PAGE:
White House hawks to stage ‘diplomatic offensive’ against Russia – FT

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According to the Financial Times, US national security advisor Jake Sullivan will head a team to an informal meeting with officials from numerous countries who have refused to toe Washington’s line on Ukraine and have maintained close relations with Russia.

According to the publication, the negotiations will take place this weekend in Copenhagen, Denmark. According to the story, Sullivan will be accompanied by Victoria Nuland, the third most senior person in the State Department and another Russia hawk in President Joe Biden’s cabinet. A senior EU official will also be in attendance.

Representatives from India, Brazil, and South Africa have arrived to hear them out. Turkish officials may participate, while China may send an observer, according to reports.

Except for Turkey, all of the countries are members of BRICS, an economic group that includes Russia as its fifth member. All have expressed scepticism about Washington’s narrative on the Ukraine crisis, which maintains that Russia’s military operation was an unprovoked act of aggression that must be punished severely. China has blamed NATO’s expansion in Europe for the war, while Brazil has said that both Russia and Ukraine are to fault.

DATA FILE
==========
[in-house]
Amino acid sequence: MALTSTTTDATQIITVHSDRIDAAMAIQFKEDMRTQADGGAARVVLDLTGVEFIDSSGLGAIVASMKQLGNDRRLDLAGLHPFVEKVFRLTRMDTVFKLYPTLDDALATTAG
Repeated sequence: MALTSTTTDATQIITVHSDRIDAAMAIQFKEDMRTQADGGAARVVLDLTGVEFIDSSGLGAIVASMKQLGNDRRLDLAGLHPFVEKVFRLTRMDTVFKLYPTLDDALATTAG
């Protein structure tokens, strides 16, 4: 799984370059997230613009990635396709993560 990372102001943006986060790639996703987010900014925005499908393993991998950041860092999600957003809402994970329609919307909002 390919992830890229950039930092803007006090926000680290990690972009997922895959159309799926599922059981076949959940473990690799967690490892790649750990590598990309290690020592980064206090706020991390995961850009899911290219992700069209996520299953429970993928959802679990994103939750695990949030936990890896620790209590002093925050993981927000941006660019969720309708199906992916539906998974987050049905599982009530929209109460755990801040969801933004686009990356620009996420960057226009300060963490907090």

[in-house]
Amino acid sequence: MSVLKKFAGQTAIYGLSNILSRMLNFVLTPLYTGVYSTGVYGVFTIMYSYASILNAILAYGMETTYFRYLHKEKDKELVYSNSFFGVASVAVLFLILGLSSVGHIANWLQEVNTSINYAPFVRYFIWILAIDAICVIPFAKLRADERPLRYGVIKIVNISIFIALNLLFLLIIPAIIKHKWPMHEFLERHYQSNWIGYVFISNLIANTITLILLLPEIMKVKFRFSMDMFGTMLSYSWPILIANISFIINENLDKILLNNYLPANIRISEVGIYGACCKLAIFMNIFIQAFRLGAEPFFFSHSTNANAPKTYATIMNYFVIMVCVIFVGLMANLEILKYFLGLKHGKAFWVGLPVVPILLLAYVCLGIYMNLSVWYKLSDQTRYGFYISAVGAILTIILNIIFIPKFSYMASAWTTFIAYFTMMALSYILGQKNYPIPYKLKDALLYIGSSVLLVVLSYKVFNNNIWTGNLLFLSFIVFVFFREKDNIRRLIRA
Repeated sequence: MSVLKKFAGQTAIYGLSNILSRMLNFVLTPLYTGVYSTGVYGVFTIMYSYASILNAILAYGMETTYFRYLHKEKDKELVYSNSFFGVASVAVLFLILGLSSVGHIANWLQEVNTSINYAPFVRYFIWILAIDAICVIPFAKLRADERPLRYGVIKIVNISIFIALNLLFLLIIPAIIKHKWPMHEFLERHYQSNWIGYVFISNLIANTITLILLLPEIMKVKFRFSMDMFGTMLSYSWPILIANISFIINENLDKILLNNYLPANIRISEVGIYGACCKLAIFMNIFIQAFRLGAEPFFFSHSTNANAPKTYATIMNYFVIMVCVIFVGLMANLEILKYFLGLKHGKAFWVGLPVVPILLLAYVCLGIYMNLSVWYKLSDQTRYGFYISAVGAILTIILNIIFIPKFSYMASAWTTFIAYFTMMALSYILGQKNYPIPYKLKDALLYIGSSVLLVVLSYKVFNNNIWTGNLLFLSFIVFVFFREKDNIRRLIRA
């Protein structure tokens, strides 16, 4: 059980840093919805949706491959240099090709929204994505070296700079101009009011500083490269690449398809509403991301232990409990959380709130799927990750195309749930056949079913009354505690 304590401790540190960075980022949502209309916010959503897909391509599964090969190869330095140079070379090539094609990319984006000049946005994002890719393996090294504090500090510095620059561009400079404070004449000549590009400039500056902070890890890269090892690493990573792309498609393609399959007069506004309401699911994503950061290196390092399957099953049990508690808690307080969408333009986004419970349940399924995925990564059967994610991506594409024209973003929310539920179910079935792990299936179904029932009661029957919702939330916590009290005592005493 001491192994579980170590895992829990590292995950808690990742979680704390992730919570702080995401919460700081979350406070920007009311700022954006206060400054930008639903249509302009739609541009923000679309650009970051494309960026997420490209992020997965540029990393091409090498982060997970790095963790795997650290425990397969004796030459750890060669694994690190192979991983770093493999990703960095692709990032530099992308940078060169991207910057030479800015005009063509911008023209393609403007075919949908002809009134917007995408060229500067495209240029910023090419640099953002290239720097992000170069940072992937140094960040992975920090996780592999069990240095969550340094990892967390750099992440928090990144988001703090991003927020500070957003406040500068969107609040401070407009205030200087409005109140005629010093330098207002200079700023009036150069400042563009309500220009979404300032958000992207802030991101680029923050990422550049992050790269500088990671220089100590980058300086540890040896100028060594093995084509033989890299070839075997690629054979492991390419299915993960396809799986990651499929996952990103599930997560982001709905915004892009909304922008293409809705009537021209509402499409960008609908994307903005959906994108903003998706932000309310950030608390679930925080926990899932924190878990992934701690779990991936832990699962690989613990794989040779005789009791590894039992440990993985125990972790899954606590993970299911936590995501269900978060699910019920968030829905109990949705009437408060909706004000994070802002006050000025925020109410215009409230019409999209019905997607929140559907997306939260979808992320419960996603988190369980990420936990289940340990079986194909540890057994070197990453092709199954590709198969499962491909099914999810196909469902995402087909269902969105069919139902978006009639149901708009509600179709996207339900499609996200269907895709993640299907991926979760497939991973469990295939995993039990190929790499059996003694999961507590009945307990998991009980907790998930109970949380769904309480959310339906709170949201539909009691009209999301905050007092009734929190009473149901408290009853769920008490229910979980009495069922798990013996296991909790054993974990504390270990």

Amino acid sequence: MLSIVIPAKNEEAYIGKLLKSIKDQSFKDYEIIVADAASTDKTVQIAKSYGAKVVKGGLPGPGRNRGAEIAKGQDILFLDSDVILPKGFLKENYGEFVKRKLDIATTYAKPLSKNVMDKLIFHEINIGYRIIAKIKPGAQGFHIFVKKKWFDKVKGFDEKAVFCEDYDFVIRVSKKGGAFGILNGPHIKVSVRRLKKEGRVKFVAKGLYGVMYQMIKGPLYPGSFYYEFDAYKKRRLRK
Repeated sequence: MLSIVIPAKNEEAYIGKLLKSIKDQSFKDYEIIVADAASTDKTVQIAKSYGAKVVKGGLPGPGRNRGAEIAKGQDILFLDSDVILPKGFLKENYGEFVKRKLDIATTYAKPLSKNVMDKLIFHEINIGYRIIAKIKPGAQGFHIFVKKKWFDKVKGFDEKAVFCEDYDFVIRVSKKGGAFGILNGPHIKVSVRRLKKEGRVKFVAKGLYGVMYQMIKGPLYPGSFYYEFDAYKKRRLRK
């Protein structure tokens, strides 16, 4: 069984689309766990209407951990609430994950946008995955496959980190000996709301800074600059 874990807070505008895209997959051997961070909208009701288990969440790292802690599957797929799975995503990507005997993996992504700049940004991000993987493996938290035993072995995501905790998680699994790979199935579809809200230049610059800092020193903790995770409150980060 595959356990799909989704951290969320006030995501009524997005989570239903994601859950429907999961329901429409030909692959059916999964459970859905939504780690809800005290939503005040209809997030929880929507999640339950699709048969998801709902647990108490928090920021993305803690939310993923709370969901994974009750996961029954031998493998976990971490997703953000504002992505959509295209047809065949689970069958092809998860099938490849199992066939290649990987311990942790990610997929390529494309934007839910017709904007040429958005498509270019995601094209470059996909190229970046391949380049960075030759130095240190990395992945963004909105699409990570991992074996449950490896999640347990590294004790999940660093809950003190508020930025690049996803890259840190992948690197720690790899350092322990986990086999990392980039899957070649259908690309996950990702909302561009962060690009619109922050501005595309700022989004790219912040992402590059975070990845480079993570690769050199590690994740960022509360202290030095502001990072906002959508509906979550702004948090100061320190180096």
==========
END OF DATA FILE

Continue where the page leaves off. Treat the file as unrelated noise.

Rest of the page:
Turkey is a NATO member, but it has adopted a neutral stance in the Ukrainian conflict, serving as a mediator between Moscow and Kiev on numerous occasions.

According to the Financial Times, Washington’s effort in Copenhagen was a “diplomatic offensive” at Kiev’s request, and it comes while Ukraine has failed to make significant battlefield progress against Russia. According to reports, the meeting is not expected to generate a specific outcome, but rather to promote the American point of view.

“We underestimate how much the rest of the world is sceptical,” a European official told the newspaper. “They are not persuaded. It’s a dreadful thing to admit.”

The BRICS countries, along with Turkey, have refused to impose economic penalties on Russia. China and India have gained the most from a spike in Russian energy purchases, even as Western nations moved to undermine Moscow’s worldwide oil exports with a price cap.